Planning your return to office strategy? Looking to boost performance through shared values and behaviours? Elevating diversity and inclusion as critical needs? Bringing employees together in a merger? Almost every communicator we know would raise their hands at one or more of these.

Stepping out and into the big picture, these questions feed into a larger (and growing) focus on organisational culture – that is, our ways of working and relating to each other. It’s an important lever for getting our companies ready for the future. McKinsey shared earlier this year that 53% of top companies have bold culture plans or pilots in the works, while 17% have already made bold culture moves to do just that.1

So, it wasn’t totally surprising to our Kademy team when invitations to our recent Culture Communications Roundtable were snapped up. Over a virtual hour, comms leaders swapped stories about the culture communications work underway at their organisations and sorted through a few related challenges. Three big ideas came out of that hour:

1. Keep it simple

Authentic values and behaviours anchor organisational culture – and the communications we put out to affirm, strengthen and sustain it. Yet, our efforts to bring authenticity to culture comms can get too specific, inadvertently promote one ‘right way’ of working, and inadvertently confine culture to particular interactions, processes, and roles.

Consensus from the Roundtable was that culture communications are most effective when kept simple, giving plenty of room for employees across the globe and within different business units to imagine how, where and when they fit in. For communicators, keeping values, behaviours (and feelings) in balance becomes critical as we mix – or even toggle back and forth between each – depending on the size and scope of our employee segments, helping them translate what leadership wants culture to be, into what it looks like on the ground.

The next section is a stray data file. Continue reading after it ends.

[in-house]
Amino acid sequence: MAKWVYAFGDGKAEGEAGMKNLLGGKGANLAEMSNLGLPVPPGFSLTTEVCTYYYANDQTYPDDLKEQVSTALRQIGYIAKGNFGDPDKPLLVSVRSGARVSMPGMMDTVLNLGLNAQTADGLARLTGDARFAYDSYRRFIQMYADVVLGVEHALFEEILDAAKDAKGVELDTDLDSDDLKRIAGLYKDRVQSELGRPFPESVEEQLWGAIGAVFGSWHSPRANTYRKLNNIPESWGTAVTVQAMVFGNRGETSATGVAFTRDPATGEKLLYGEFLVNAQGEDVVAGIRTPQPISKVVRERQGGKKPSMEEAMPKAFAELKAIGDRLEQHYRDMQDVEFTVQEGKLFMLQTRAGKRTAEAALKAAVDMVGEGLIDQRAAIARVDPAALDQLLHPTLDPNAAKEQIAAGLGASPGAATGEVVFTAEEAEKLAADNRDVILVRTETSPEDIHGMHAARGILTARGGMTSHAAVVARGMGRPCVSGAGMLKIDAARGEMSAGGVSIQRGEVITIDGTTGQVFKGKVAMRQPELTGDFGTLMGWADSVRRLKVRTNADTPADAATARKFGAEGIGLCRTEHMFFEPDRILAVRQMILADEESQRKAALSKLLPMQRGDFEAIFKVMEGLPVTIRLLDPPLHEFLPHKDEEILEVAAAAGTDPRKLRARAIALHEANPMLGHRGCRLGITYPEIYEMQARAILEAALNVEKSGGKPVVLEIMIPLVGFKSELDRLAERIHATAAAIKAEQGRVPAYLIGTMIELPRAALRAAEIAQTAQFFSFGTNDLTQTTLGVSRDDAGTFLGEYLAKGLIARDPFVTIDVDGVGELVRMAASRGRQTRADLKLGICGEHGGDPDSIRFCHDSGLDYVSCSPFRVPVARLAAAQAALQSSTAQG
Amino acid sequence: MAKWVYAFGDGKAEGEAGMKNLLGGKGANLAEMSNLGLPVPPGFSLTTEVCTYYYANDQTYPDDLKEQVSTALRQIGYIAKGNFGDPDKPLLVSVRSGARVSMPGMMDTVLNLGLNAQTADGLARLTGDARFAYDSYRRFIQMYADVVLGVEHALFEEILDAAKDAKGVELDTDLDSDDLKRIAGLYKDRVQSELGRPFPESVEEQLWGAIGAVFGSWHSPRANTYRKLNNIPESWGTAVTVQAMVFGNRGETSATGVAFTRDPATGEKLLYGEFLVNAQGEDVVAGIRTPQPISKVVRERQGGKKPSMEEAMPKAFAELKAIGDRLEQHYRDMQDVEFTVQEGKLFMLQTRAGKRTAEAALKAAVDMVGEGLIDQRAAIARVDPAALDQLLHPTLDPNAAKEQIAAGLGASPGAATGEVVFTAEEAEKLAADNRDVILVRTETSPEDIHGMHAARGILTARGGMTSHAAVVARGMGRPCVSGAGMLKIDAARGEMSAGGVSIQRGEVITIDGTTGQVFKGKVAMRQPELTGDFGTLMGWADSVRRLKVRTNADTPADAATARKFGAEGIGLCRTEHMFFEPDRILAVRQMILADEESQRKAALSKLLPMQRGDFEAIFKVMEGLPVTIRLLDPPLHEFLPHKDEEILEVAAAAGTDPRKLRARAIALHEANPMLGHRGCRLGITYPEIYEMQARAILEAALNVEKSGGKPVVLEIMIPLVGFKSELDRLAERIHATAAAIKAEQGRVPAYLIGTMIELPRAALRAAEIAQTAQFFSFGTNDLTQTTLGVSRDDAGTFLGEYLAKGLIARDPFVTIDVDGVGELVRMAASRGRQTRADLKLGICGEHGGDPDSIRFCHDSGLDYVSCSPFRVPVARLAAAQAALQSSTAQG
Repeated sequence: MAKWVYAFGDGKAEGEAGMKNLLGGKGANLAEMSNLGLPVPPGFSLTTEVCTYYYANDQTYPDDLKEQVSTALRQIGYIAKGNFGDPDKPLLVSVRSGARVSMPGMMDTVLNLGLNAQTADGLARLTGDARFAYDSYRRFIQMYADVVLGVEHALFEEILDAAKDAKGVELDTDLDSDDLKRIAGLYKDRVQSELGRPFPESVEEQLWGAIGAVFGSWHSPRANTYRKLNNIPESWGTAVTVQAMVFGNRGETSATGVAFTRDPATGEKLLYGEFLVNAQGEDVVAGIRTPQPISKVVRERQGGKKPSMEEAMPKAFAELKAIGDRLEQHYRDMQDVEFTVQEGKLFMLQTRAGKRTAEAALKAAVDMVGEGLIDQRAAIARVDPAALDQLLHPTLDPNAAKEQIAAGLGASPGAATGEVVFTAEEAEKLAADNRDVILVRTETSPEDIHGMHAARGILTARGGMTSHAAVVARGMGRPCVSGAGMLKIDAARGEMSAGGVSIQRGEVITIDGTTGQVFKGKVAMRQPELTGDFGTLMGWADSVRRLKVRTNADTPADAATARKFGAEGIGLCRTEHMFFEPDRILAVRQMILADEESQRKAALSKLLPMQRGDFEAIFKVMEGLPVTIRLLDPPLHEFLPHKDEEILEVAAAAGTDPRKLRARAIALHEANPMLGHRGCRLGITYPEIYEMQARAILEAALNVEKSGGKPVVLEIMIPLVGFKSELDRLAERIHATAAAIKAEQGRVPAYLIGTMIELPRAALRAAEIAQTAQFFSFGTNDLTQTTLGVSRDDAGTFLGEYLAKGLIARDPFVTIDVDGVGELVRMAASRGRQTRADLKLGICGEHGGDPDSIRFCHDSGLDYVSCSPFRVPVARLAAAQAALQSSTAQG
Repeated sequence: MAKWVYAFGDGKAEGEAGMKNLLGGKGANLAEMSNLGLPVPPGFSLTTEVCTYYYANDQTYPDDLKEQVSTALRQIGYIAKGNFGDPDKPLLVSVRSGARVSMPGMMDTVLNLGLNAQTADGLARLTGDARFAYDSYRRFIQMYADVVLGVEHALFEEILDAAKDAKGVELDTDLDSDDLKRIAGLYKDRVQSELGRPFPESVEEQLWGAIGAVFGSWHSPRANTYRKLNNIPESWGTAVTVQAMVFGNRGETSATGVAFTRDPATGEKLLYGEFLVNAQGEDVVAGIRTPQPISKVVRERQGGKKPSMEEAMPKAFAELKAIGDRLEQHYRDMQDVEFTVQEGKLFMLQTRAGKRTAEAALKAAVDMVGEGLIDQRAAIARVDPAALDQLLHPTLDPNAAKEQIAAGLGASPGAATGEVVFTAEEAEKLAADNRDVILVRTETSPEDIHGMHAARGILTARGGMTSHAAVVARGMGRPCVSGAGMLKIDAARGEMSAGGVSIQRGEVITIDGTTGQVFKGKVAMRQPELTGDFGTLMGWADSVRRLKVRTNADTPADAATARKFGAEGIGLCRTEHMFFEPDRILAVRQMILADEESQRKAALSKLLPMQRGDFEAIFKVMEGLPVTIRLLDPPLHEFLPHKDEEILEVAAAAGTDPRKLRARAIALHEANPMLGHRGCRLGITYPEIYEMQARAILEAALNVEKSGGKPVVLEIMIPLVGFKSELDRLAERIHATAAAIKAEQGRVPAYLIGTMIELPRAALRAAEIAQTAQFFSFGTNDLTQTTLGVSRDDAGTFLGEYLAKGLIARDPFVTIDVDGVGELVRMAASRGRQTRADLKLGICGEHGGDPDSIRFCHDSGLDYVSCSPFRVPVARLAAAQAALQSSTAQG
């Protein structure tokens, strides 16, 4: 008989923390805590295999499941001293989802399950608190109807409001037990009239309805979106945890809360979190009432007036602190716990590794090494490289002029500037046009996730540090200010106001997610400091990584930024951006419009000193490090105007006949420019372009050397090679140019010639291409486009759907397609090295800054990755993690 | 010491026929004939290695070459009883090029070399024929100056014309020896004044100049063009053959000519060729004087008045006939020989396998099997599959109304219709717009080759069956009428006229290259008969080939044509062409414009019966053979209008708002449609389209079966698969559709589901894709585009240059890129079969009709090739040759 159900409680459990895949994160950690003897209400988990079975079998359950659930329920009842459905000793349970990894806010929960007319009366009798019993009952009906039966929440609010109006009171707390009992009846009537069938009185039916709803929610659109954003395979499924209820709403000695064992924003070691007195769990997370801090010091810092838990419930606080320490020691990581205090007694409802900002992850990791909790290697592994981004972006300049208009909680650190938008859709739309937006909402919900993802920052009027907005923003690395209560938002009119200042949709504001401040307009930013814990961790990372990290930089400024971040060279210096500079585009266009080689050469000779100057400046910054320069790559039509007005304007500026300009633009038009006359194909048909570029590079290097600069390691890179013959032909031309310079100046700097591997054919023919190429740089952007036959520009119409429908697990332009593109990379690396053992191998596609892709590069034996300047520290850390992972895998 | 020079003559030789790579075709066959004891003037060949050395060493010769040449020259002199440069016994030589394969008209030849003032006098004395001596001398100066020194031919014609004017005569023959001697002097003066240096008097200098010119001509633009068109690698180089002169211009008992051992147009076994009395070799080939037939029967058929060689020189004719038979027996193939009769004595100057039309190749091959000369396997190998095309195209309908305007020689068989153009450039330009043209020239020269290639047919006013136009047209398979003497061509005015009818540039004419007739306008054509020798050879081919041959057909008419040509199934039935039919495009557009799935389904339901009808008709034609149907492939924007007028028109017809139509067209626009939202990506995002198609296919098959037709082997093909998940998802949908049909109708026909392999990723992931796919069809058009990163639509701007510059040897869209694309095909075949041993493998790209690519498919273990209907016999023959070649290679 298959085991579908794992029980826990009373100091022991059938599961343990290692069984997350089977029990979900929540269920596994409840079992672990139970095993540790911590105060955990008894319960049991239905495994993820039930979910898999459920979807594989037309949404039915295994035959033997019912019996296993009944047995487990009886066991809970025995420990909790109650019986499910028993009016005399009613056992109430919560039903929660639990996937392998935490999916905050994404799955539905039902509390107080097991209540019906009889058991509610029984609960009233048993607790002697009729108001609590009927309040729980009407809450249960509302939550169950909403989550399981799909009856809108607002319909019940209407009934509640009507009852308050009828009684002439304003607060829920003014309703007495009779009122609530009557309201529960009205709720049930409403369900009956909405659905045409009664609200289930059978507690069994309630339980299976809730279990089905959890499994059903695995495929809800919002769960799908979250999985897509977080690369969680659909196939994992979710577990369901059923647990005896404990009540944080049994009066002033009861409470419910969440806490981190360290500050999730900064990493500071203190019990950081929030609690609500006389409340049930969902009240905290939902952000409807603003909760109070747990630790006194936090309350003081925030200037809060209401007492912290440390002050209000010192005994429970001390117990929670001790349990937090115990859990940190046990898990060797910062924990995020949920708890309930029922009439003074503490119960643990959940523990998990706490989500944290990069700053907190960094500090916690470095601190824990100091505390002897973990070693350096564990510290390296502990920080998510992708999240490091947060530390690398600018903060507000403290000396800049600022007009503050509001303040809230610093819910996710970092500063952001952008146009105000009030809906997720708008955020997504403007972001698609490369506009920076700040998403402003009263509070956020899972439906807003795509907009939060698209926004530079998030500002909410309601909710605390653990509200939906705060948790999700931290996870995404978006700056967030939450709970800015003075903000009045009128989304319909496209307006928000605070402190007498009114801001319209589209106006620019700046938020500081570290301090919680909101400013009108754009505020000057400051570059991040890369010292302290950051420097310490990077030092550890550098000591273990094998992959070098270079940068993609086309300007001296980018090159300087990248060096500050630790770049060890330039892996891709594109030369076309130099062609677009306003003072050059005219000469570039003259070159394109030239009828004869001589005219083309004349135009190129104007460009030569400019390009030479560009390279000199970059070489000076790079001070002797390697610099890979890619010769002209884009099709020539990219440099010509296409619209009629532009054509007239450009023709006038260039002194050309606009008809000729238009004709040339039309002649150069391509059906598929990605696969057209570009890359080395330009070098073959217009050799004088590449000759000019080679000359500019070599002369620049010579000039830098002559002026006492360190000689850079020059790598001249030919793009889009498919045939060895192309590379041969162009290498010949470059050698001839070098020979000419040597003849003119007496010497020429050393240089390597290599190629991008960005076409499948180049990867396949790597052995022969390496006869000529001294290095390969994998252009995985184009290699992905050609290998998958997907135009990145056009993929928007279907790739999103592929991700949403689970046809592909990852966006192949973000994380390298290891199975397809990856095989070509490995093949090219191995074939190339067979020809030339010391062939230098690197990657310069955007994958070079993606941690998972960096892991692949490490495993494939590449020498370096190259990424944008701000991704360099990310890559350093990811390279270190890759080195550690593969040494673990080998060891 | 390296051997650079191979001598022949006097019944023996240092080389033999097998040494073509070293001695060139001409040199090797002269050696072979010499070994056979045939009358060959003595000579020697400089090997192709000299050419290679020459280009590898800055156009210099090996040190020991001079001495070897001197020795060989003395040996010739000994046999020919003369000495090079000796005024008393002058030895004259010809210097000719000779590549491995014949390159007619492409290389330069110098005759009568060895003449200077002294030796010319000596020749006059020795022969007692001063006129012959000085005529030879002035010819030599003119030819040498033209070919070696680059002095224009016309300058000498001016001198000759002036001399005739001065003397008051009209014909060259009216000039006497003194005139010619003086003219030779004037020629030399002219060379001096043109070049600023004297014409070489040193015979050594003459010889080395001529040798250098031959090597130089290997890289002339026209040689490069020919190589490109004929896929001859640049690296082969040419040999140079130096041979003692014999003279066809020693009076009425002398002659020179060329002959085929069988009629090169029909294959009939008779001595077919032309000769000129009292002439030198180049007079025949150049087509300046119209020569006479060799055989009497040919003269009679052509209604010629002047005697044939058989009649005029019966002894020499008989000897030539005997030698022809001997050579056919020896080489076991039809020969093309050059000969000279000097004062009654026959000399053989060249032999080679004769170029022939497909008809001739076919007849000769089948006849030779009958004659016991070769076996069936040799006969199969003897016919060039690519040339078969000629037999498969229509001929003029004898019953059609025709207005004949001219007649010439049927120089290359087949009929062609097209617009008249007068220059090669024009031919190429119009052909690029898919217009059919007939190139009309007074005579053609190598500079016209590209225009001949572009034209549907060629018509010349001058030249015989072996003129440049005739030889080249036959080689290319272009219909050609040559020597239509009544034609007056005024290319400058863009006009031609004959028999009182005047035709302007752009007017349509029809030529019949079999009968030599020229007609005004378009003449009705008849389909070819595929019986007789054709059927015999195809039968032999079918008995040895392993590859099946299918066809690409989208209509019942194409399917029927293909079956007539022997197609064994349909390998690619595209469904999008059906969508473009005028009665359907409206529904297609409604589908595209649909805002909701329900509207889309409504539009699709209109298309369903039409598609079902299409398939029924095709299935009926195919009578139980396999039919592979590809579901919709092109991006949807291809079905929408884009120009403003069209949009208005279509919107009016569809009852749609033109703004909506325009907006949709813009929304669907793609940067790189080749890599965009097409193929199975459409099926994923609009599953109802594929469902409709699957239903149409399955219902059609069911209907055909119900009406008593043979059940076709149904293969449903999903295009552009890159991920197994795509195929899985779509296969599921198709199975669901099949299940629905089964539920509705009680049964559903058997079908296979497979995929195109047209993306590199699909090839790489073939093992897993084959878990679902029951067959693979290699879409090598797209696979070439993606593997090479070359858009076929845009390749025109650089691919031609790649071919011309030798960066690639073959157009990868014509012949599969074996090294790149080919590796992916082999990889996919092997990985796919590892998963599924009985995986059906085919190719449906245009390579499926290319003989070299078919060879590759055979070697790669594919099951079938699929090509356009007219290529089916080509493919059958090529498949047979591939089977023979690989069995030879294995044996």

2. Place culture in context

Organisational culture works within our business strategy and operations to accomplish its objectives – so our culture communications must connect and complement any outreach on these two pillars rather than standing alone. Infusing culture into every nook and cranny of communications beyond the foundational culture campaign or values programme will keep culture at the heart of what we all do.

To be successful, communicators working on culture comms planning need to get intimate with strategic and operational sides of the business as well as employee segment needs, concerns, and characteristics. In some cases, comms leaders will have to open doors, find resources, and roll up their coaching sleeves to help their communicators succeed if they haven’t worked in this shared space before.


3. Work in the “Goldilocks Zone”

Organisational culture has a “Goldilocks Zone” for communicators – a band where communication resources respond to environments, people, processes, and goals to help build, strengthen, and sustain culture in a way that’s ‘just right’. Outside this Goldilocks Zone, communications resources risk becoming less responsive, being deployed too early or late; with messaging that’s too commanding or unstructured; around values and behaviours that are too abstract or technical.

What can you do to protect this cultural Goldilocks Zone? One of the most important things is to help your leaders, and proactively seek out opportunities to work together with them. They’ll likely be setting the pace around culture but will need to be reminded to listen well, to affirm both shared and local ways of working, and to keep discussions active and relevant by using the gathered evidence, stories and data that you have at your disposal.


We covered a lot of ground together on this roundtable. The Kademy team is unpacking these ideas further over the next few months, with learning resources that can help you bring each to life in your organisation. First up, our new Culture Communications Planning Template is a helpful tool for organising your early planning work on culture communications – it’s available for members now in the online Kademy Resource Toolbox.

If you’d like to chat about culture communications or learn more about how Kademy could help you and your comms team raise the bar on performance, please get in touch.